For example, on my 2 stage Lennox the %age of input BTU's versus output BTU's (delivered to the air stream) is higher in low fire.
Why would Lennox state wrong information in the manual and on the furnace with regards to input/output BTUs, and therefore efficiency?
I'm not convinced that low fire is less efficient just because a "pro" is writing it.
What am I missing?
I don't see how this can be true. With any hot object sitting in front of a fan, increasing the fan speed will increase the transfer of heat from the object to the surrounding air. It's just basic thermodynamics that heat transfer increases with the temperature difference between the air and the object. When air moves more slowly across the object, the air heats up more and the heat transfer slows down. But maybe I'm missing something.
Originally posted by Jim Davis
Running the blower too fast would also make the furnace less efficient because the air doesn't make enough contact with the heat exchanger to absorb any heat. [/B]
[Edited by fat bob on 02-10-2006 at 04:10 PM]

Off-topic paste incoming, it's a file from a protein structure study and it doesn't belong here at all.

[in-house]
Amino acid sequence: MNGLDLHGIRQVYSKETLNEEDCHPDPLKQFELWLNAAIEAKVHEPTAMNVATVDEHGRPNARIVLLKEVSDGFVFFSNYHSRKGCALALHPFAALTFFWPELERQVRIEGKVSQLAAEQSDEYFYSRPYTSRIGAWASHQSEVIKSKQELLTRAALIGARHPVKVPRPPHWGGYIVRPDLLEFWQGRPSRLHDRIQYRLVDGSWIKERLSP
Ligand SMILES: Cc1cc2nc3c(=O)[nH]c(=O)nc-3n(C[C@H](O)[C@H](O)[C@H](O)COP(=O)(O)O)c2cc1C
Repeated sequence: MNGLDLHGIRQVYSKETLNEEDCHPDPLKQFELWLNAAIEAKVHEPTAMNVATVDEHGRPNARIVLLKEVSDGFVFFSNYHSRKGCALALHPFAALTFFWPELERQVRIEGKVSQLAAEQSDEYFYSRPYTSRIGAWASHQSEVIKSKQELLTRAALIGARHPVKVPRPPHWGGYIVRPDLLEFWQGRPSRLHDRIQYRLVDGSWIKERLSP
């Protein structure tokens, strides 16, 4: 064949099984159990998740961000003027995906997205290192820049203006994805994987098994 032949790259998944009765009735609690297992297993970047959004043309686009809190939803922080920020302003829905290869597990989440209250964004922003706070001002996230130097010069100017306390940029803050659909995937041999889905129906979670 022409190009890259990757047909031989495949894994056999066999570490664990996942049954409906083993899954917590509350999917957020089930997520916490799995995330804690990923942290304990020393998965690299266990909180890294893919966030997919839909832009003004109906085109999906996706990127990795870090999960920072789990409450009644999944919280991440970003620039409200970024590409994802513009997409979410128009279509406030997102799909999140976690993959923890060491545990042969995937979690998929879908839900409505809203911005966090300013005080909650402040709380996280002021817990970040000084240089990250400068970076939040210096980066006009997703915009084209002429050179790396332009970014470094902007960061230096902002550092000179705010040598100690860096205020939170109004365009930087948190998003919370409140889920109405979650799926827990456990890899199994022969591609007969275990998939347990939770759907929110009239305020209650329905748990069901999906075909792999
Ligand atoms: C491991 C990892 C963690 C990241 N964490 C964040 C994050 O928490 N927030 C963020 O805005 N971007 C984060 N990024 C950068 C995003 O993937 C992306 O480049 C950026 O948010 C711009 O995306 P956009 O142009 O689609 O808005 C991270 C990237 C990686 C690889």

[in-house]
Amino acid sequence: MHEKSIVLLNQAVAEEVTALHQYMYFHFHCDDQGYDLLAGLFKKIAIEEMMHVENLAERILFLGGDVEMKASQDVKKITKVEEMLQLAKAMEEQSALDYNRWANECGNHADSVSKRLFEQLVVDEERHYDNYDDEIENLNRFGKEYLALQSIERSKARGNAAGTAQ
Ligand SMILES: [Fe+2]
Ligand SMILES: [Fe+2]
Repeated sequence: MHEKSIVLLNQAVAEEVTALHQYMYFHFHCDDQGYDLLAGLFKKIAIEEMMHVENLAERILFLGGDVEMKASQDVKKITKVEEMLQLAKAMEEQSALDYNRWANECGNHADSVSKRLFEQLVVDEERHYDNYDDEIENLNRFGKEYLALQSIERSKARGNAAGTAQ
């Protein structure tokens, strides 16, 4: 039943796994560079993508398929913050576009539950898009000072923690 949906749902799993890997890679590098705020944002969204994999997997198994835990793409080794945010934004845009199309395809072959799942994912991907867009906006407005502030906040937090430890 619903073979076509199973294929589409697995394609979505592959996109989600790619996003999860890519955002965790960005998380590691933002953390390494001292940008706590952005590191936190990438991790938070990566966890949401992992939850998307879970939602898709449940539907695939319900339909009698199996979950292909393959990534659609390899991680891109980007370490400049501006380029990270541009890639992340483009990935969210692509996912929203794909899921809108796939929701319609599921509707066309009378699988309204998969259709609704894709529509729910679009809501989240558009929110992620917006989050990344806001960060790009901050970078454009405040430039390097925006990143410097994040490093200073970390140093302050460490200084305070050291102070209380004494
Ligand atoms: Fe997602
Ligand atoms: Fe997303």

Now I'm getting more confused on first vs second stage efficiency. My non-pro tests on my Lennox 90% furnace indicated that high stage was more efficient than second stage. A Lennox factory rep said that efficiency was measured at second stage and they did not know what the first stage eff was. They are interested in second stage eff because that is the stage where the government specs are.
Now I'm reading that Lennox may also state that eff is higher in first stage. There is no output info on my Lennox.
And more efficient heat exchange at second stage's higher cfm makes some sense because we personally experience it as "Wind Chill" factor.